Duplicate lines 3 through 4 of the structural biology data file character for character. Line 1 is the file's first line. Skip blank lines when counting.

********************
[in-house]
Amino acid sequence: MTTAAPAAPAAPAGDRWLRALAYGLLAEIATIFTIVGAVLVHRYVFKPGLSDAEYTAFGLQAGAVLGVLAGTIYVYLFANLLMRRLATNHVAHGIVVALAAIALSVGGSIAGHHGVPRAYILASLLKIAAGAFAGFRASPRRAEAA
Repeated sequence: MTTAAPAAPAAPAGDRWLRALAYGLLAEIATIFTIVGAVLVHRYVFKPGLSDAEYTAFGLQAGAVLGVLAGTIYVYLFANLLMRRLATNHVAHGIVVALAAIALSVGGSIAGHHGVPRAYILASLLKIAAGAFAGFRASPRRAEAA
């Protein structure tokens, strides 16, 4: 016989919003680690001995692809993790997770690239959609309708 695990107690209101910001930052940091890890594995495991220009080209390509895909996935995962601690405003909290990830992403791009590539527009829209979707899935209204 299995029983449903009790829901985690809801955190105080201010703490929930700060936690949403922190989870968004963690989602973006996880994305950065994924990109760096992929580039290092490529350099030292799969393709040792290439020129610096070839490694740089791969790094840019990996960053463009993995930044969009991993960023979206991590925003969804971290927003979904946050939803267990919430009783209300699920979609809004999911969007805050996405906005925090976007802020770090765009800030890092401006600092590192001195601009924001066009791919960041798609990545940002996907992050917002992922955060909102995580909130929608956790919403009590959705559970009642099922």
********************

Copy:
Repeated sequence: MTTAAPAAPAAPAGDRWLRALAYGLLAEIATIFTIVGAVLVHRYVFKPGLSDAEYTAFGLQAGAVLGVLAGTIYVYLFANLLMRRLATNHVAHGIVVALAAIALSVGGSIAGHHGVPRAYILASLLKIAAGAFAGFRASPRRAEAA
């Protein structure tokens, strides 16, 4: 016989919003680690001995692809993790997770690239959609309708 695990107690209101910001930052940091890890594995495991220009080209390509895909996935995962601690405003909290990830992403791009590539527009829209979707899935209204 299995029983449903009790829901985690809801955190105080201010703490929930700060936690949403922190989870968004963690989602973006996880994305950065994924990109760096992929580039290092490529350099030292799969393709040792290439020129610096070839490694740089791969790094840019990996960053463009993995930044969009991993960023979206991590925003969804971290927003979904946050939803267990919430009783209300699920979609809004999911969007805050996405906005925090976007802020770090765009800030890092401006600092590192001195601009924001066009791919960041798609990545940002996907992050917002992922955060909102995580909130929608956790919403009590959705559970009642099922």